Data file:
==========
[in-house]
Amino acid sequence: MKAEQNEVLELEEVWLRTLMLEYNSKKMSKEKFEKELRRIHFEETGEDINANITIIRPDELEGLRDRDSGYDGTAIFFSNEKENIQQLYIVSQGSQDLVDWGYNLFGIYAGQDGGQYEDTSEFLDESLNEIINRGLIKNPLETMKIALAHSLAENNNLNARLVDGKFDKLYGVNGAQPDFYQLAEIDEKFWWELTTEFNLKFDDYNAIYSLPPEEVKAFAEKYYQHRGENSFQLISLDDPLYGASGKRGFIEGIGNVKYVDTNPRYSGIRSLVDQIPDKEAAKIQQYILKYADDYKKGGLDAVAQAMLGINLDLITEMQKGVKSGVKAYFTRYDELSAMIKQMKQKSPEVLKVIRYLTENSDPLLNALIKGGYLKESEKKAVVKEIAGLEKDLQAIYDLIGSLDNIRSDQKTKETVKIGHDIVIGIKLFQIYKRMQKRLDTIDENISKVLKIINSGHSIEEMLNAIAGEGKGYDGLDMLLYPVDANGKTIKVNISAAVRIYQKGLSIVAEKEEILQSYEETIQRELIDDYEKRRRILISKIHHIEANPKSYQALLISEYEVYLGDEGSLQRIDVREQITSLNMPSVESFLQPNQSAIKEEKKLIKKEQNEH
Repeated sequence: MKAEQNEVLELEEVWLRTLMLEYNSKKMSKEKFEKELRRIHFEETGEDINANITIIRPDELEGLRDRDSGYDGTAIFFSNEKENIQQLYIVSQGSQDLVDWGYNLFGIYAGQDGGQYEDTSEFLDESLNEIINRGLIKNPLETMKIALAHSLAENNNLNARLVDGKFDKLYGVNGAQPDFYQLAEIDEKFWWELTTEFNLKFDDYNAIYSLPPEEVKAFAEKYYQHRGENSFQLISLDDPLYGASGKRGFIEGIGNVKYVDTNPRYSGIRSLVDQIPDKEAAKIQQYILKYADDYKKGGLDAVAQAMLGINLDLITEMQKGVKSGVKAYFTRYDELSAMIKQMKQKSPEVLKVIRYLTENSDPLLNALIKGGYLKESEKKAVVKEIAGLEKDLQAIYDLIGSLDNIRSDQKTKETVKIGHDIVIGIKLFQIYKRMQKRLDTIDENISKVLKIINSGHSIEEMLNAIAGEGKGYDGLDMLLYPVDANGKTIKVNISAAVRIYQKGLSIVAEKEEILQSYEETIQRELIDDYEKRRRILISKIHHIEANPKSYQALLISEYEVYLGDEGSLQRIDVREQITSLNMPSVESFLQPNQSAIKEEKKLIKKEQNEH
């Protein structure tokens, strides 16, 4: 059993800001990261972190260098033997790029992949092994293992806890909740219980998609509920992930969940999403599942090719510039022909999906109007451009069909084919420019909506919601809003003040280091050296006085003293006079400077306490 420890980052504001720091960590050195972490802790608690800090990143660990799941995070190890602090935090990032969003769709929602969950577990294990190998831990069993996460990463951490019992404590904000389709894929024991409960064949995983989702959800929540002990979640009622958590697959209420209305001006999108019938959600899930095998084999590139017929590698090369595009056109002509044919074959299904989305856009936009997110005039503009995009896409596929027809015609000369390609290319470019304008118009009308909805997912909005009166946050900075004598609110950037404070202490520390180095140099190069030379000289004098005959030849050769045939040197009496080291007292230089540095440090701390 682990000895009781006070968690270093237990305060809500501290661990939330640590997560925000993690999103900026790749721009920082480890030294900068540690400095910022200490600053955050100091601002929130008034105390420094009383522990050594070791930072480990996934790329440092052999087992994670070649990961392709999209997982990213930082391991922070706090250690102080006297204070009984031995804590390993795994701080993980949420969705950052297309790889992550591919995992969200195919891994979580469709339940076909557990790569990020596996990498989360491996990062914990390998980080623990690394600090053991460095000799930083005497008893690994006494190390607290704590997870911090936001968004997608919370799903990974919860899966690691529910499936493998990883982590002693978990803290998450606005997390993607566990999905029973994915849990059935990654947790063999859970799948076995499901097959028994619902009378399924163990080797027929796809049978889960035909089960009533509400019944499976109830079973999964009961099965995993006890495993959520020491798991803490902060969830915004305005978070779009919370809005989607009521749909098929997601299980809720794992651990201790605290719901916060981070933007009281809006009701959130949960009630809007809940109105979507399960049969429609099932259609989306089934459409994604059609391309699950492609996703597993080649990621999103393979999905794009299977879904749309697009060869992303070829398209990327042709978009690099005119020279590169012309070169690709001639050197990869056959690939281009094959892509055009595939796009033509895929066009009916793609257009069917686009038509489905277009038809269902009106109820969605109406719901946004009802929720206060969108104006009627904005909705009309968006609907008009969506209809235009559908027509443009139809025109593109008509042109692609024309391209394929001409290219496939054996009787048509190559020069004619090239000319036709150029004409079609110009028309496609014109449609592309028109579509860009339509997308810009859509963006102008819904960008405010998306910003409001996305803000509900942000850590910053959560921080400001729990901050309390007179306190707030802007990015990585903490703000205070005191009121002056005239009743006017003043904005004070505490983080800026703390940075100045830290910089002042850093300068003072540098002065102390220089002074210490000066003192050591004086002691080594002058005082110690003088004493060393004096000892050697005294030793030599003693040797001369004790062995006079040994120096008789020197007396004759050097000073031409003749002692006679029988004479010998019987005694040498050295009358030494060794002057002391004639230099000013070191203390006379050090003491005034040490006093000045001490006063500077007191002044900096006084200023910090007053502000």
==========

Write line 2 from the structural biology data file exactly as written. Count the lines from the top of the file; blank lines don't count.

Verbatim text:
Amino acid sequence: MKAEQNEVLELEEVWLRTLMLEYNSKKMSKEKFEKELRRIHFEETGEDINANITIIRPDELEGLRDRDSGYDGTAIFFSNEKENIQQLYIVSQGSQDLVDWGYNLFGIYAGQDGGQYEDTSEFLDESLNEIINRGLIKNPLETMKIALAHSLAENNNLNARLVDGKFDKLYGVNGAQPDFYQLAEIDEKFWWELTTEFNLKFDDYNAIYSLPPEEVKAFAEKYYQHRGENSFQLISLDDPLYGASGKRGFIEGIGNVKYVDTNPRYSGIRSLVDQIPDKEAAKIQQYILKYADDYKKGGLDAVAQAMLGINLDLITEMQKGVKSGVKAYFTRYDELSAMIKQMKQKSPEVLKVIRYLTENSDPLLNALIKGGYLKESEKKAVVKEIAGLEKDLQAIYDLIGSLDNIRSDQKTKETVKIGHDIVIGIKLFQIYKRMQKRLDTIDENISKVLKIINSGHSIEEMLNAIAGEGKGYDGLDMLLYPVDANGKTIKVNISAAVRIYQKGLSIVAEKEEILQSYEETIQRELIDDYEKRRRILISKIHHIEANPKSYQALLISEYEVYLGDEGSLQRIDVREQITSLNMPSVESFLQPNQSAIKEEKKLIKKEQNEH